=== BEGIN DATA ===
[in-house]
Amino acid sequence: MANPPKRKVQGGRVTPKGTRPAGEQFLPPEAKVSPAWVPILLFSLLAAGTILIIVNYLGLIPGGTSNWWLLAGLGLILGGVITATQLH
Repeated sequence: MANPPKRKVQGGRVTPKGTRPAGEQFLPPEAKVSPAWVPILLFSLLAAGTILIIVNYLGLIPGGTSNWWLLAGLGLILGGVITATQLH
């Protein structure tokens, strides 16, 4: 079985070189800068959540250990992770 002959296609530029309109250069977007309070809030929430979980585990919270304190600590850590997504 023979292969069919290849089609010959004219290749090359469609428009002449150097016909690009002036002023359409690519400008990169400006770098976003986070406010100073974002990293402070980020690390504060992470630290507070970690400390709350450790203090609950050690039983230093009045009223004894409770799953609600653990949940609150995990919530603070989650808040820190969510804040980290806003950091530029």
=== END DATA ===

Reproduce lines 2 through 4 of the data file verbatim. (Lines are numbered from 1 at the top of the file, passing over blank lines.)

Amino acid sequence: MANPPKRKVQGGRVTPKGTRPAGEQFLPPEAKVSPAWVPILLFSLLAAGTILIIVNYLGLIPGGTSNWWLLAGLGLILGGVITATQLH
Repeated sequence: MANPPKRKVQGGRVTPKGTRPAGEQFLPPEAKVSPAWVPILLFSLLAAGTILIIVNYLGLIPGGTSNWWLLAGLGLILGGVITATQLH
């Protein structure tokens, strides 16, 4: 079985070189800068959540250990992770 002959296609530029309109250069977007309070809030929430979980585990919270304190600590850590997504 023979292969069919290849089609010959004219290749090359469609428009002449150097016909690009002036002023359409690519400008990169400006770098976003986070406010100073974002990293402070980020690390504060992470630290507070970690400390709350450790203090609950050690039983230093009045009223004894409770799953609600653990949940609150995990919530603070989650808040820190969510804040980290806003950091530029």